Space

May 31, 2013

Landast 8 satellite begins watch

NASA transferred operational control May 30 of the Landsat 8 satellite to the U.S. Geological Survey in a ceremony in Sioux Falls, S.D.

The event marks the beginning of the satellite’s mission to extend an unparalleled four-decade record of monitoring Earth’s landscape from space. Landsat 8 is the latest in the Landsat series of remote-sensing satellites, which have been providing global coverage of landscape changes on Earth since 1972. The Landsat program is a joint effort between NASA and USGS.

NASA launched the satellite Feb. 11 as the Landsat Data Continuity Mission. Since then, NASA mission engineers and scientists, with USGS collaboration, have been putting the satellite through its paces – steering it into its orbit, calibrating the detectors, and collecting test images. Now fully mission-certified, the satellite is under USGS operational control.

“Landsat is a centerpiece of NASA’s Earth Science program,” said NASA Administrator Charles Bolden in Washington. “Landsat 8 carries on a long tradition of Landsat satellites that for more than 40 years have helped us learn how Earth works, to understand how humans are affecting it and to make wiser decisions as stewards of this planet.”

Beginning May 30, USGS specialists will collect at least 400 Landsat 8 scenes every day from around the world to be processed and archived at the USGS Earth Resources Observation and Science Center in Sioux Falls. The newest satellite joins Landsat 7, which launched in 1999 and continues to collect images. Since 2008, USGS has provided more than 11 million current and historical Landsat images free of charge to users over the Internet.

“We are very pleased to work with NASA for the good of science and the American people,” said U.S. Interior Secretary Sally Jewell in Washington. “The Landsat program allows us all to have a common, easily accessible view of our planet. This is the starting point for a shared understanding of the environmental challenges we face.”

Remote-sensing satellites such as the Landsat series help scientists observe the world beyond the power of human sight, monitor changes to the land that may have natural or human causes, and detect critical trends in the conditions of natural resources.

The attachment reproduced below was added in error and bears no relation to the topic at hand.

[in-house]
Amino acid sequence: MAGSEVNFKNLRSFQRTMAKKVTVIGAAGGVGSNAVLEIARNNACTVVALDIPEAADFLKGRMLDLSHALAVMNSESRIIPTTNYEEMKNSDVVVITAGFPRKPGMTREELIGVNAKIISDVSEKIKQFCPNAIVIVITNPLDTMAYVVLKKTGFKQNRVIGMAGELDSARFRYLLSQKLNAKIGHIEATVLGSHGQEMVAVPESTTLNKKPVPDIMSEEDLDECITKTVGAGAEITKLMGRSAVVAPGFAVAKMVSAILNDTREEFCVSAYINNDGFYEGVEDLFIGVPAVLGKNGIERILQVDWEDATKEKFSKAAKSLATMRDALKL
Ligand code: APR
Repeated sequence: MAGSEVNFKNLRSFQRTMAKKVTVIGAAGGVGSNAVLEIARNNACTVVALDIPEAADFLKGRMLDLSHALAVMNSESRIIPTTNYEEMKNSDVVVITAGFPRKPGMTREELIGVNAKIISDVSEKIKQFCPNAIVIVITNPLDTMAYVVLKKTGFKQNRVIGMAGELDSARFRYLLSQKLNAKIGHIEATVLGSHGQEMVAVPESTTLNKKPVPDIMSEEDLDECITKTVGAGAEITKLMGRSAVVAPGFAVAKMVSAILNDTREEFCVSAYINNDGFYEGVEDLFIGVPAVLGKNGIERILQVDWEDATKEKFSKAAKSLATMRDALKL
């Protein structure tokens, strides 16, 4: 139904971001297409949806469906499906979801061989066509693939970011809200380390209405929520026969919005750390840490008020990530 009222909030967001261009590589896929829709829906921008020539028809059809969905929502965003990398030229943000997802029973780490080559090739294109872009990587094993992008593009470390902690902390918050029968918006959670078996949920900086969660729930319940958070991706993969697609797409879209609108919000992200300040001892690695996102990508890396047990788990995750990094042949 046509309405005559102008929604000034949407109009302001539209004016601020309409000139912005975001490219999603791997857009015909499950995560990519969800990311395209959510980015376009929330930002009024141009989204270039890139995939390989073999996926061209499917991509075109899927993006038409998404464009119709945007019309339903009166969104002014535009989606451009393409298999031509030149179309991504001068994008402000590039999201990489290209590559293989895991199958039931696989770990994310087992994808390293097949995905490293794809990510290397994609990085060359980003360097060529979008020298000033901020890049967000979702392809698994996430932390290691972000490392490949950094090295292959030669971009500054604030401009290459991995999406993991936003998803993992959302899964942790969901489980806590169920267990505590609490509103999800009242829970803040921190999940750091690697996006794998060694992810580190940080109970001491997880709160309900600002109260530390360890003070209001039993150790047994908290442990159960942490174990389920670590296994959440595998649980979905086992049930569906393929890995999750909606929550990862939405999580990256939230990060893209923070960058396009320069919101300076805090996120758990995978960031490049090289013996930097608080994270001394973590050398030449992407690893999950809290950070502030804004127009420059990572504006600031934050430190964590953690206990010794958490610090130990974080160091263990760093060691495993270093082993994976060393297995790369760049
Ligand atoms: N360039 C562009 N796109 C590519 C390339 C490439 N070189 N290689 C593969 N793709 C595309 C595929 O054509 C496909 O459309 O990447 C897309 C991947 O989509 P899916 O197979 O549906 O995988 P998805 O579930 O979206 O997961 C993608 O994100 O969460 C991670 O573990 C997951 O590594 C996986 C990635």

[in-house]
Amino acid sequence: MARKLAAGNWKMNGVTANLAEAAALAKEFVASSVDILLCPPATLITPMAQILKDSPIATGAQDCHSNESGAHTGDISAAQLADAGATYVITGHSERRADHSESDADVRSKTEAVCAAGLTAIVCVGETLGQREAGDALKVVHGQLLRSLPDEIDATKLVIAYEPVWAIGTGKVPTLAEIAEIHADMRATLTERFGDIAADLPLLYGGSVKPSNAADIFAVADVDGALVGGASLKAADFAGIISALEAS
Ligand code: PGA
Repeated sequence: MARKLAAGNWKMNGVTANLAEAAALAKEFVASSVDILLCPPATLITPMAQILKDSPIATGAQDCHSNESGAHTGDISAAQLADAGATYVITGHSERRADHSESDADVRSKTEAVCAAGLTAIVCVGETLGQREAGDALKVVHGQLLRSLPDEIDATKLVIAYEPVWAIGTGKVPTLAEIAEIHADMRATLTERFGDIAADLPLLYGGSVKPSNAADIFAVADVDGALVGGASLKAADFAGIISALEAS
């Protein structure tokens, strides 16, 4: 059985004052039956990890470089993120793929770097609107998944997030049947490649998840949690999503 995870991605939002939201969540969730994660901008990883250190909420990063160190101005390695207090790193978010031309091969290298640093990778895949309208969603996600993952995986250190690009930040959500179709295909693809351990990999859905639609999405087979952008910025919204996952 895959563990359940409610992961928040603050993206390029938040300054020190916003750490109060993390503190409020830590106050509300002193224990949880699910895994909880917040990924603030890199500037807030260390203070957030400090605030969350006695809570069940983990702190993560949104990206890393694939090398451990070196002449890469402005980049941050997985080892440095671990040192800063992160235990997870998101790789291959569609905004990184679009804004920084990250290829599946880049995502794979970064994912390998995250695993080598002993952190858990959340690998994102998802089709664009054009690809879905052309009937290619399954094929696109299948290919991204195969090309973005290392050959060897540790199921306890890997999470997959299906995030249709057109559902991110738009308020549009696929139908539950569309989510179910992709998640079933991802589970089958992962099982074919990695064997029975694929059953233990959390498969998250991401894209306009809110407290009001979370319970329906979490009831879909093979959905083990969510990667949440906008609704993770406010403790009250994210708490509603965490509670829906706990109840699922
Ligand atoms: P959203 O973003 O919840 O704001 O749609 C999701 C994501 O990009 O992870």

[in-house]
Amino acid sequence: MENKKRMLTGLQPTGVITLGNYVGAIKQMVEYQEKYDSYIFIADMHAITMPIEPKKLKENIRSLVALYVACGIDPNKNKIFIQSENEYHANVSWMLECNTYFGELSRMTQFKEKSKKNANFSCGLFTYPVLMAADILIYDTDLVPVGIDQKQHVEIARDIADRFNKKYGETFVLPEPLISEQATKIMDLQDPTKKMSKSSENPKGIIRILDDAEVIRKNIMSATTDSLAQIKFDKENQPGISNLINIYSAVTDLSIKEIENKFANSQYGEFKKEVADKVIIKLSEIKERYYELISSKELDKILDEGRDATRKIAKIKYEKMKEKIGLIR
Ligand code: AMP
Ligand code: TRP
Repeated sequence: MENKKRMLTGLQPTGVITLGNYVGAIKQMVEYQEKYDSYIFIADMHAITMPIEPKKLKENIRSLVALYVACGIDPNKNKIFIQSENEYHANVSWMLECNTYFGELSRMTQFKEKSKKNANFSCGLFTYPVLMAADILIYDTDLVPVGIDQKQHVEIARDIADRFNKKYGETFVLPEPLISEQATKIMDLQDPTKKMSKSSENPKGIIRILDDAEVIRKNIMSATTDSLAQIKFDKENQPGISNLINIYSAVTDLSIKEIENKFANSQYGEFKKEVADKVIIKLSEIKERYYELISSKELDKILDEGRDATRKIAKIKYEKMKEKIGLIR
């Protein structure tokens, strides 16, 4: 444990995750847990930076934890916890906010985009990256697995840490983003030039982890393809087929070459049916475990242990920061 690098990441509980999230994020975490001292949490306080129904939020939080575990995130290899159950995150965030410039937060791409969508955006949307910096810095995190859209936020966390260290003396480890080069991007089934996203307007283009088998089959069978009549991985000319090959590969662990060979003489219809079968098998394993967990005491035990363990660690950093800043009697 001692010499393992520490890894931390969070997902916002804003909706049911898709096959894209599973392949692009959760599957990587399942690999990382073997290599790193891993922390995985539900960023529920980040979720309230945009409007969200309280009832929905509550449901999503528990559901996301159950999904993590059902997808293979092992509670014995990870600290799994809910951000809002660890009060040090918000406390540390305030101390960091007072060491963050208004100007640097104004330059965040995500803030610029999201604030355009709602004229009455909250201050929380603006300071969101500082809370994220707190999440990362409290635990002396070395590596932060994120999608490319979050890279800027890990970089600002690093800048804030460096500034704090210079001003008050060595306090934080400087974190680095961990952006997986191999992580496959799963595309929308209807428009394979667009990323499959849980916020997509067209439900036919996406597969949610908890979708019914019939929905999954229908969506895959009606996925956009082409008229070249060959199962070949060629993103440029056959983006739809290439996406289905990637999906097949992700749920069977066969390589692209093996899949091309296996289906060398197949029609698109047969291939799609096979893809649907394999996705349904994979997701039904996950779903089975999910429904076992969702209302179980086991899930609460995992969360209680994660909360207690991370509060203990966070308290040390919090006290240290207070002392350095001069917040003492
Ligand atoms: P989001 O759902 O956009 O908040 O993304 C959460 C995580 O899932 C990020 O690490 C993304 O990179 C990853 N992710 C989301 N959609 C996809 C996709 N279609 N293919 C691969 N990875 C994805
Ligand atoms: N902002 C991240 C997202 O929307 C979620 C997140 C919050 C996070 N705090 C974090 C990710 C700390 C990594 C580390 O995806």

The 41-year Landsat record provides global coverage at a scale that impartially documents natural processes such as volcanic eruptions, glacial retreat and forest fires and shows large-scale human activities such as expanding cities, crop irrigation and forest clear-cuts. The Landsat Program is a sustained effort by the United States to provide direct societal benefits across a wide range of human endeavors including human and environmental health, energy and water management, urban planning, disaster recovery, and agriculture.

With Landsat 8 circling Earth 14 times a day, and in combination with Landsat 7, researchers will be able to use an improved frequency of data from both satellites. The two observation instruments aboard

Landsat 8 feature improvements over their earlier counterparts while collecting information that is compatible with 41 years of land images from previous Landsat satellites.

 




All of this week's top headlines to your email every Friday.


 
 

 

Headlines May 27, 2015

News: U.S. Air Force certifies SpaceX for military launches - SpaceX has been certified for military space launch, the U.S. Air Force announced May 26. The long-awaited announcement is a game changer, with SpaceX becoming only the second provider cleared by the service to launch national security payloads into orbit.   Business: Northrop Grumman CEO issues...
 
 

New’s Briefs May 27, 2015

U.S. military begins search flights for stranded Rohingya The United States has begun military surveillance flights to help locate stranded Rohingya and Bangladeshi boat people in Southeast Asian seas. State Department spokesman Jeff Rathke said May 26 that U.S. Navy P8 aircraft flew over the weekend with Malaysian support. Rathke said the U.S. has offered...
 
 
nasa-commercial-crew

Commercial Crew milestones met; partners on track for 2017 missions

NASA has taken another step toward returning America’s ability to launch crew missions to the International Space Station from the United States in 2017. The Commercial Crew Program ordered its first crew rotation mission fro...
 

 
af-spacex

Air Force certifies SpaceX for national security space missions

Lt. Gen. Samuel Greaves, commander of the Air Force Space and Missile Systems Center and Air Force program executive officer for space, has announced the certification of Space Exploration Technologies Corporation’s Falco...
 
 

Northrop Grumman passes key design review for B-2 weapons management upgrade

Northrop Grumman has successfully demonstrated to the U.S. Air Force that its plans to upgrade key weapons management software for the B-2 stealth bomber are on track and ready to proceed to the next level of development. The company successfully completed the critical design review of the service’s Flexible Strike Phase 1 program on Feb...
 
 
boeing-space

Boeing awarded first-ever commercial human spaceflight mission

NASA issued a task order as part of Boeing’s $4.2 billion Commercial Crew Transportation Capability contract recently to include the company’s first-ever service flight to the International Space Station. The award ...
 




0 Comments


Be the first to comment!


Leave a Reply

Your email address will not be published. Required fields are marked *

You may use these HTML tags and attributes: <a href="" title=""> <abbr title=""> <acronym title=""> <b> <blockquote cite=""> <cite> <code> <del datetime=""> <em> <i> <q cite=""> <strike> <strong>